It is amazing how many players have such obvious passion, ambition, and love for their instruments … but such a hatred of practicing.
When did practicing become a four-letter word? Does it have to be?
A good practice session is focused. Turn off, or silence devices. Place yourself in a practicing environment: a room conducive to few or no distractions. When possible, find a time span large enough to not feel rushed.
Warm up. Warming up is not merely about the instrument or the reed, it is about centering your mind and body. This is not the time to think on homework, dinner, or friends: it is time to focus on breath, tone, and posture.
Our time is extremely valuable. We are stretched in many directions, pursuing many fields. As such, time in the practice room must be both effective and efficient. Before you conflate these terms, let us discuss them separately. An effective practicer will spend ample time on Scales, Intonation, Tone, Technique, Articulation, etc. before progressing to repertoire. The fundamentals of playing are critical. You cannot adequately perform Marriage of Figaro if you are not well-versed in the intonation and technical inequities of D-Major. Similarly, when assessing the Figaro excerpt, an efficient practicer will identify concerns to address directly: if struggling with rushing, he/she might employ different rhythms at slow tempos, rather than repeating the excerpt at the goal tempo repeatedly. An efficient practicer will have a toolbag of practicing techniques -- including (but not limited to) metronome games, looping, isolation, backwards practicing, articulation, style, or rhythmic alterations, and recording – to identify and remedy specific issues.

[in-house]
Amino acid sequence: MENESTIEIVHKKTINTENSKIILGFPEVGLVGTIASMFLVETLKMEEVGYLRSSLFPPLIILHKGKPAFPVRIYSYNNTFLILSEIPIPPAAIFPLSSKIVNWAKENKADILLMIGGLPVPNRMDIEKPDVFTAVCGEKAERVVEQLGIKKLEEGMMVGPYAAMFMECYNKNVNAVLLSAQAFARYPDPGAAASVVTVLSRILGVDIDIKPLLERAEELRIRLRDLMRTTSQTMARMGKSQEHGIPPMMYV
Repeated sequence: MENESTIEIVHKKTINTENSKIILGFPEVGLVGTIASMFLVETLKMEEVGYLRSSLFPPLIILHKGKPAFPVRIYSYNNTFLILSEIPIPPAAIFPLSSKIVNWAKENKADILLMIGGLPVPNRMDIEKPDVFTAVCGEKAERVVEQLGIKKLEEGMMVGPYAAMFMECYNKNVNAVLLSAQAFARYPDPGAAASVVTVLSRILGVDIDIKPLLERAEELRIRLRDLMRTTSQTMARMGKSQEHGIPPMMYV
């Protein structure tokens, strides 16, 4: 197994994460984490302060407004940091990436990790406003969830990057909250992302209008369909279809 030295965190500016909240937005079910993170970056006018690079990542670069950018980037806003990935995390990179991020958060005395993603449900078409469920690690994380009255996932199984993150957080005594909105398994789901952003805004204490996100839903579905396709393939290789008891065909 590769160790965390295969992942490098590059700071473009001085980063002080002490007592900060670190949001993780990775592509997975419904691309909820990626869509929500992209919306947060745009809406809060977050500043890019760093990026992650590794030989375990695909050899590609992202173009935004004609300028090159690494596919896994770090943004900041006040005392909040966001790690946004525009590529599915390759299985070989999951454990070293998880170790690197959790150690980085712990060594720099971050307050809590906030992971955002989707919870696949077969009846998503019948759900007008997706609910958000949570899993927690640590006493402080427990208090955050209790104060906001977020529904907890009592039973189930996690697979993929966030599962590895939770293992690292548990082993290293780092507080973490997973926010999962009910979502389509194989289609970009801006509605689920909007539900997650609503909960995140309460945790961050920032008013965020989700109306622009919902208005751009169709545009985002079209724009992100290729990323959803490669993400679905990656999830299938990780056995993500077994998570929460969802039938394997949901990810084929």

All practice is performance practice. Every time you pick up your instrument you are in a dress rehearsal. If you work with this mentality, it will change your perception of ‘practicing.’ There will be no more pointless noodling, no more playing a phrase without dynamics, no more performing on a decrepit reed. Imagine every note you play is for an audience: the standards are much higher. Practicing is ultimately about creating habits for your muscles: both the fine motor skills which operate your instrument, but also your embouchure, your air, and your mind. Do not create bad habits, only good.
In summation, we strive for both quality AND quantity in the practice room, but of the two, never sacrifice quality. Remember, it is easier to create a habit than to break a habit.
Happy practicing! –Dr. S